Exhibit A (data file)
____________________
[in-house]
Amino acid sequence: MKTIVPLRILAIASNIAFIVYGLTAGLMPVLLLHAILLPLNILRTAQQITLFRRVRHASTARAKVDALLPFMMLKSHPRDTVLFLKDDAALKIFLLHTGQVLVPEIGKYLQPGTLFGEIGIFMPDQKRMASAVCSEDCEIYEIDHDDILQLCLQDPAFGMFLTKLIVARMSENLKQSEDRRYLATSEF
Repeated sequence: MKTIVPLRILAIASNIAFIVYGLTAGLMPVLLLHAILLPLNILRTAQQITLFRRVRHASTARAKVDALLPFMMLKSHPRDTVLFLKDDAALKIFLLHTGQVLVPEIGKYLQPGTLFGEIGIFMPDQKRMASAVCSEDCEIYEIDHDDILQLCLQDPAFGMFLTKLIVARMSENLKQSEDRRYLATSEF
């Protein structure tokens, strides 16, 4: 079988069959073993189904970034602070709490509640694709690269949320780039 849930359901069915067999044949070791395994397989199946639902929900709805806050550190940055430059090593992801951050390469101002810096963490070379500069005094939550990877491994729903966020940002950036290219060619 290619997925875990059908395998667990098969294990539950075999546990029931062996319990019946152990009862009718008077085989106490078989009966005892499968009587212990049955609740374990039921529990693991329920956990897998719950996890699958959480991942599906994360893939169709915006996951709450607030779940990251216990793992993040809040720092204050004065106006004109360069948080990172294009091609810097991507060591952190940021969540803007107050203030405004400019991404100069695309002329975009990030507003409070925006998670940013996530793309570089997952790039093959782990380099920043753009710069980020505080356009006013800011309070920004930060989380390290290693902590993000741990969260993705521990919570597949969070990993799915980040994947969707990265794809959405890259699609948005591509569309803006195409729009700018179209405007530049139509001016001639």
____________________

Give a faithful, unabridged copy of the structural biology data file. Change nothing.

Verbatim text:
[in-house]
Amino acid sequence: MKTIVPLRILAIASNIAFIVYGLTAGLMPVLLLHAILLPLNILRTAQQITLFRRVRHASTARAKVDALLPFMMLKSHPRDTVLFLKDDAALKIFLLHTGQVLVPEIGKYLQPGTLFGEIGIFMPDQKRMASAVCSEDCEIYEIDHDDILQLCLQDPAFGMFLTKLIVARMSENLKQSEDRRYLATSEF
Repeated sequence: MKTIVPLRILAIASNIAFIVYGLTAGLMPVLLLHAILLPLNILRTAQQITLFRRVRHASTARAKVDALLPFMMLKSHPRDTVLFLKDDAALKIFLLHTGQVLVPEIGKYLQPGTLFGEIGIFMPDQKRMASAVCSEDCEIYEIDHDDILQLCLQDPAFGMFLTKLIVARMSENLKQSEDRRYLATSEF
């Protein structure tokens, strides 16, 4: 079988069959073993189904970034602070709490509640694709690269949320780039 849930359901069915067999044949070791395994397989199946639902929900709805806050550190940055430059090593992801951050390469101002810096963490070379500069005094939550990877491994729903966020940002950036290219060619 290619997925875990059908395998667990098969294990539950075999546990029931062996319990019946152990009862009718008077085989106490078989009966005892499968009587212990049955609740374990039921529990693991329920956990897998719950996890699958959480991942599906994360893939169709915006996951709450607030779940990251216990793992993040809040720092204050004065106006004109360069948080990172294009091609810097991507060591952190940021969540803007107050203030405004400019991404100069695309002329975009990030507003409070925006998670940013996530793309570089997952790039093959782990380099920043753009710069980020505080356009006013800011309070920004930060989380390290290693902590993000741990969260993705521990919570597949969070990993799915980040994947969707990265794809959405890259699609948005591509569309803006195409729009700018179209405007530049139509001016001639």